Will a Roman Chariot Race Ultimately Decide Who Succeeds Kean?

Kean

Every historically grounded senator privately dreams of wearing a toga in a nod to the governing body’s roots in Ancient Rome.

But as it turns out not all of them actually crave a place in a triumvirate.

In the waning days of that Republic, the first Roman Triumvirate consisted of Julius Caesar, Pompey and Marcus Licinius Crassus.

That was Rome, this is New Jersey, and now apparently state Senator Tom Kean, Jr., who last week

State Senator Robert Singer, a veteran lawmaker from Ocean County, wants to be removed from the select legislative committee formed by Senate President Steve Sweeney to examine the NJ Economic Development Authority (NJEDA).
State Senator Robert Singer, (R-30).

formally kicked off his second consecutive CD7 bid for Congress, wants to form a triumvirate out of a combination of Senators Bob Singer, Steve Oroho and Joe Pennacchio.

The purpose?

To lead the Senate Minority Office in Kean’s aftermath, as the senator prepares for the next stage of his political career in attempting to dethrone incumbent U.S. Rep. Tom Malinowski (D-7).

If that is indeed how Kean intends to handle succession, two of his would-be successors in the as-yet officially cohered triumvirate are said to disagree.

Pennacchio doesn’t think a three-man leadership model works in this case.

The veteran Morris County senator believes the senate should supplant Kean now with one clear senate

Oroho
Senator Oroho

minority leader and not wait until the second Thursday after the November election to fill the position.

For his part, Singer has no problem with Kean’s decision.

The veteran Ocean County senator thinks it’s appropriate to have the three come together to handle the task of helping battleground Republicans get elected this year, and then to have the caucus contest to replace Kean as scheduled, after the election.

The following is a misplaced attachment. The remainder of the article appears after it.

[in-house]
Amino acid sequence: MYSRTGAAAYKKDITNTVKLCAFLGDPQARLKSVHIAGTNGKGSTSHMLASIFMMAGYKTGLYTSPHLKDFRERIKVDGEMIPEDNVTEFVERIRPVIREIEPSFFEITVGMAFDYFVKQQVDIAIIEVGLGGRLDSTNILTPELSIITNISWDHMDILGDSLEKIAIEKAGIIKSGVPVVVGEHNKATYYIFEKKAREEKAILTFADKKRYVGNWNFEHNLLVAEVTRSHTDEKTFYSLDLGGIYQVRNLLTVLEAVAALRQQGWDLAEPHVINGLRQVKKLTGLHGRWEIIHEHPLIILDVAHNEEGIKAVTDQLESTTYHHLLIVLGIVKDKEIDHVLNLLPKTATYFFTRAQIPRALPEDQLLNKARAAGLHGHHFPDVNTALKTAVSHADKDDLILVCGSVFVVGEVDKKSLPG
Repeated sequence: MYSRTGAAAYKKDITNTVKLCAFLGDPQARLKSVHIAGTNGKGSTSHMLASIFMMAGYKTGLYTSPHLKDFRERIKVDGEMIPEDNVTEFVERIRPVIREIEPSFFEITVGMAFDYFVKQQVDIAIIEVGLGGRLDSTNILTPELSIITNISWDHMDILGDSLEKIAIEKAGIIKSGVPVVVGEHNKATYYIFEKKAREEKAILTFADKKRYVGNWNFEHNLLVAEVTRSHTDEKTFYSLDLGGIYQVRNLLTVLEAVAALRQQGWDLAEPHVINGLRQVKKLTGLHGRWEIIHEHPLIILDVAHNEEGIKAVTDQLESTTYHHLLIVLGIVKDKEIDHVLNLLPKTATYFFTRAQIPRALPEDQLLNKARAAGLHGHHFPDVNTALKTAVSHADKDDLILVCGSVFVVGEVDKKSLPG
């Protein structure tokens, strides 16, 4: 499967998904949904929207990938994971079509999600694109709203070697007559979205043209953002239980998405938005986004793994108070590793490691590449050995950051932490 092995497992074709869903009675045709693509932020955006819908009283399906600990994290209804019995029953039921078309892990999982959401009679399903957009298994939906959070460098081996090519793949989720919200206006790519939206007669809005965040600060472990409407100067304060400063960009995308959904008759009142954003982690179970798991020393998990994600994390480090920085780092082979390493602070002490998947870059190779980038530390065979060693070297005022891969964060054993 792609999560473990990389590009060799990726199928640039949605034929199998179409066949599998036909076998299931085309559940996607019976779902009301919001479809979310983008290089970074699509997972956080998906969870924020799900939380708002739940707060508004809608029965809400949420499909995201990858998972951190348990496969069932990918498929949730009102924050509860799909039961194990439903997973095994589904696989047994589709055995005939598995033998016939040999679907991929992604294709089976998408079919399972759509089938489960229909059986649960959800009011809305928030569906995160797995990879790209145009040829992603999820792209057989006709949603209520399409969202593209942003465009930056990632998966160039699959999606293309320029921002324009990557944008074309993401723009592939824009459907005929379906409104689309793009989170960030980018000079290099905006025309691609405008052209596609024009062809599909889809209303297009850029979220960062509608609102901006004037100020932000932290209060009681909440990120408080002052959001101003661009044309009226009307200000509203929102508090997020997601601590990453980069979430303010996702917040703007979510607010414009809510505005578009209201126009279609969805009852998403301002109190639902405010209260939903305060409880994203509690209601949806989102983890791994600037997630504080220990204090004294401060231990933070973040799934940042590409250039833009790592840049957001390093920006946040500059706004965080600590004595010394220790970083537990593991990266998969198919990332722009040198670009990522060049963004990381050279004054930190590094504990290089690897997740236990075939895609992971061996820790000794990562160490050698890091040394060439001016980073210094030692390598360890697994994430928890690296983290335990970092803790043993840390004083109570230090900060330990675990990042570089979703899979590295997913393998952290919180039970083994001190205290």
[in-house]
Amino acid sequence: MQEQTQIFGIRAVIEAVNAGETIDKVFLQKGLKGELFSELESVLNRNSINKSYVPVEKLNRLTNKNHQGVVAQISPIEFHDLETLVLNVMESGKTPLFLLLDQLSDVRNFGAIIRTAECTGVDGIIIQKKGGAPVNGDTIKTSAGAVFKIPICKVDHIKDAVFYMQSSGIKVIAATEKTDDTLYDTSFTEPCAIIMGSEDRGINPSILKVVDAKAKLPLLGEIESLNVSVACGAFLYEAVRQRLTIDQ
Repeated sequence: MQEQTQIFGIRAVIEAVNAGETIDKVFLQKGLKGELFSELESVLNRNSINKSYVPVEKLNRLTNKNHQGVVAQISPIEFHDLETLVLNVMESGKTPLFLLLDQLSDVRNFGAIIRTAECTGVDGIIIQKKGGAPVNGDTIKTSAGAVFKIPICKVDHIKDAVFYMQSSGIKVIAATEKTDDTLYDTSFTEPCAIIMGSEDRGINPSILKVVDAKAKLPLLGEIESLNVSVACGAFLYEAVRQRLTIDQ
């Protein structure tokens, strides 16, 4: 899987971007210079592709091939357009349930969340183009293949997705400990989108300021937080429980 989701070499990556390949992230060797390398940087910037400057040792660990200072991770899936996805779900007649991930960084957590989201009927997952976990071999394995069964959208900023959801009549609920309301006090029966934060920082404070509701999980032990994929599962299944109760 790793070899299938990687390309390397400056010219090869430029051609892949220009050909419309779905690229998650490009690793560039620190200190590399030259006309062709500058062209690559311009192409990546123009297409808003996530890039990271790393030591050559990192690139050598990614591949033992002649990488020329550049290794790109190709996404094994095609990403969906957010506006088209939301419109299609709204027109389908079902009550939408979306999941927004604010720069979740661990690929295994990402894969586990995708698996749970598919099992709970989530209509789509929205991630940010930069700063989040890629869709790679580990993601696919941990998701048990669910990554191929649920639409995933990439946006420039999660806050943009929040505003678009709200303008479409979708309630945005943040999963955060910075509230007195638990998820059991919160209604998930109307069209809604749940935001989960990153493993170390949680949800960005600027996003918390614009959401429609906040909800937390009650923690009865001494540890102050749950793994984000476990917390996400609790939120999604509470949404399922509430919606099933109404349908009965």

As they compete with Oroho for Kean’s seat, their points of view on Kean’s plan for succession place them at odds on Kean’s last intentions for the caucus.

Joe Pennacchio
Senator Pennacchio

Pennacchio doesn’t believe the decision about succession rests with Kean but with the caucus as a whole.

Singer contends that a fight for Kean’s leadership seat now would distract the leaders from the coming general election at a time when the GOP senate caucus wants to reverse its 15-25-senator deficit. Singer’s attitude seems to be along the lines of “let’s get Republicans elected first then worry about the second Thursday after the election.”

Pennacchio – a former co-state director of the Donald Trump Reelection Campaign – says the GOP can improve its chances to win battleground seats if it has a go-to person. It’s not just a fundraising role, but a leadership role. Rightly or wrongly, he is said to fear the perception of the three senators doing the job as a committee.

It’s a little caucus conflict, which at the very least gives the senators a chance to entertain not only the ongoing tradition of writing laws a la ancient Rome, but of conceivably also being part of a triumvirate, a la Caesar, Pompey and Crassus.

At this rate, Singer, Oroho and Pennacchio might decide to succeed Kean by staging a chariot race around the Statehouse.

 

 

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